2021’s Top 15 Software Vulnerabilities


April 28, 2022

The Cybersecurity and Infrastructure Security Agency (CISA) has issued a joint cybersecurity advisory that lists the top 15 exploited software vulnerabilities used by cyber-criminals in 2021.

The advisory was compiled by cybersecurity agencies from the “Five Eyes” nations (Australia, Canada, New Zealand, the U.K., and U.S.). Its purpose is to encourage organizations to apply things like patches to impacted systems and develop a centralized patch management system in order to reduce future threats.

The Top 15 Exploited Software Vulnerabilities in 2021:

CVE Vulnerability Name Vendor and Product Type
CVE-2021-44228 Log4Shell Apache Log4j Remote code execution (RCE)
CVE-2021-40539   Zoho Manage Engine AD SelfService Plus RCE
CVE-2021-34523 ProxyShell Microsoft Exchange Server Elevation of privilege
CVE-2021-34473 Proxy Shell Microsoft Exchange Server RCE
CVE-2021-31207 ProxyShell Microsoft Exchange Server Security feature bypass
CVE-2021-27065 ProxyLogon Microsoft Exchange Server RCE
CVE-2021-26858 ProxyLogon Microsoft Exchange Server RCE
CVE-2021-26857 ProxyLogon Microsoft Exchange Server RCE
CVE-2021-26855 ProxyLogon Microsoft Exchange Server RCE
CVE-2021-26084   Atlassian Confluence Server and Data Center Arbitrary code execution
CVE-2021-21972   VMware vSphere Client RCE
CVE-2021-1472 ZeroLogon Microsoft Netlogon Remote Protocol (MS-NRPC) Elevation of privilege
CVE-2021-0688   Microsoft Exchange Server RCE
CVE-2019-11510   Pulse Secure Pulse Connect Secure

Arbitrary file reading

CVE-2018-13379   Fortinet FortiOS and FortiProxy Path traversal



Vulnerability and Configuration Management

  • Update software, operating systems, applications, and firmware on IT network assets in a timely manner. Prioritize patching known exploited vulnerabilities, especially those CVEs identified in this CSA, and then critical and high vulnerabilities that allow for remote code execution or denial-of-service on internet-facing equipment. For patch information on CVEs identified in this CSA, refer to the appendix.
    • If a patch for a known exploited or critical vulnerability cannot be quickly applied, implement vendor-approved workarounds.
  • Use a centralized patch management system.
  • Replace end-of-life software, i.e., software that is no longer supported by the vendor. For example, Accellion FTA was retired in April 2021.
  • Organizations that are unable to perform rapid scanning and patching of internet-facing systems should consider moving these services to mature, reputable cloud service providers (CSPs) or other managed service providers (MSPs). Reputable MSPs can patch applications—such as webmail, file storage, file sharing, and chat and other employee collaboration tools—for their customers. However, as MSPs and CSPs expand their client organization’s attack surface and may introduce unanticipated risks, organizations should proactively collaborate with their MSPs and CSPs to jointly reduce that risk.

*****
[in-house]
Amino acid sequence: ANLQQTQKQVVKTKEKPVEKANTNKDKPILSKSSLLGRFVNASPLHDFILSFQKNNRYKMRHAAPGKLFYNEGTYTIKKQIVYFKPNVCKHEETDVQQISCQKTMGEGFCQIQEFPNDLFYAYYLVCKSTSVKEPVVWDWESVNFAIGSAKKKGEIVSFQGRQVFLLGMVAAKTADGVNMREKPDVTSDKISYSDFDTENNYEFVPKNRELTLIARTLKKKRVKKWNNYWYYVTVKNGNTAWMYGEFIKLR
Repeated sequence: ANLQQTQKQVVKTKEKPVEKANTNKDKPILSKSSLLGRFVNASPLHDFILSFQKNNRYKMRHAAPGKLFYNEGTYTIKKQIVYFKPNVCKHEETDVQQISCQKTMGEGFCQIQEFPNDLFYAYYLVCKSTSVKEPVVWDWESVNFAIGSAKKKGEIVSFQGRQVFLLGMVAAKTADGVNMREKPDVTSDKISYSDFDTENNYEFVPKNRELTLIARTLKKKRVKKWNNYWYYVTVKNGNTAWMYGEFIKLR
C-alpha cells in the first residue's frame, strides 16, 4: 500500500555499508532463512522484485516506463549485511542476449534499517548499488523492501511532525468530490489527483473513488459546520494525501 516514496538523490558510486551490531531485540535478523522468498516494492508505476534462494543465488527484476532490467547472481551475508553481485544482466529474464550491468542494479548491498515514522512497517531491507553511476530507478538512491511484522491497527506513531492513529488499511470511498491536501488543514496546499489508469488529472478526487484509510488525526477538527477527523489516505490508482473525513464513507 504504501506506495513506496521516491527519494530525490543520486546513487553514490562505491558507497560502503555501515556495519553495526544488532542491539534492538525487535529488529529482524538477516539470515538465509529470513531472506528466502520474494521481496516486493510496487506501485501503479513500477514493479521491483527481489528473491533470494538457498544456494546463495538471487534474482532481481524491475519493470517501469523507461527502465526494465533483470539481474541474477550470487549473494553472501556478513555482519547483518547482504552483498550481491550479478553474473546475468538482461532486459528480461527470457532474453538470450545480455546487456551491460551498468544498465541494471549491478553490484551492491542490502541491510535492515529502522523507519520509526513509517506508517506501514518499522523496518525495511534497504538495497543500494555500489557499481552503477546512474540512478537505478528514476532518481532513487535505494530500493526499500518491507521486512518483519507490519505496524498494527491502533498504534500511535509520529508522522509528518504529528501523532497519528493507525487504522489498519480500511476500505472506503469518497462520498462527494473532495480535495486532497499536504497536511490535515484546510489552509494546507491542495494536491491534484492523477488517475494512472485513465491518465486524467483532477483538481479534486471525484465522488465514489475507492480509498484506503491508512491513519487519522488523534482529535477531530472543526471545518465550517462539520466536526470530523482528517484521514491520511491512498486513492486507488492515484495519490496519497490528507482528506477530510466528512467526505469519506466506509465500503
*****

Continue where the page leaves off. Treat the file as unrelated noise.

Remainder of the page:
Identity and Access Management:

  • Enforce multi-factor authentication (MFA) for all users, without exception.
  • Enforce MFA on all VPN connections. If MFA is unavailable, require employees engaging in remote work to use strong passwords.
  • Regularly review, validate, or remove privileged accounts (annually at a minimum).
  • Configure access control under the concept of least privilege principle.
    • Ensure software service accounts only provide necessary permissions (least privilege) to perform intended functions (non-administrative privileges). 

Protective Controls and Architecture

  • Properly configure and secure internet-facing network devices, disable unused or unnecessary network ports and protocols, encrypt network traffic, and disable unused network services and devices. o Harden commonly exploited enterprise network services, including Link-Local Multicast Name Resolution (LLMNR) protocol, Remote Desktop Protocol (RDP), Common Internet File System (CIFS), Active Directory, and OpenLDAP. o Manage Windows Key Distribution Center (KDC) accounts (e.g., KRBTGT) to minimize Golden Ticket attacks and Kerberoasting. o Strictly control the use of native scripting applications, such as command-line, PowerShell, WinRM, Windows Management Instrumentation (WMI), and Distributed Component Object Model (DCOM).
  • Segment networks to limit or block lateral movement by controlling access to applications, devices, and databases. Use private virtual local area networks.
  • Continuously monitor the attack surface and investigate abnormal activity that may indicate lateral movement of a threat actor or malware.
    • Use security tools, such as endpoint detection and response (EDR) and security information and event management (SIEM) tools. Consider using an information technology asset management (ITAM) solution to ensure your EDR, SIEM, vulnerability scanner, etc., are reporting the same number of assets.
    • Monitor the environment for potentially unwanted programs.
  • Reduce third-party applications and unique system/application builds; provide exceptions only if required to support business-critical functions.
  • Implement application allowlisting.
Carl Keyser is the Content Manager at Integris.

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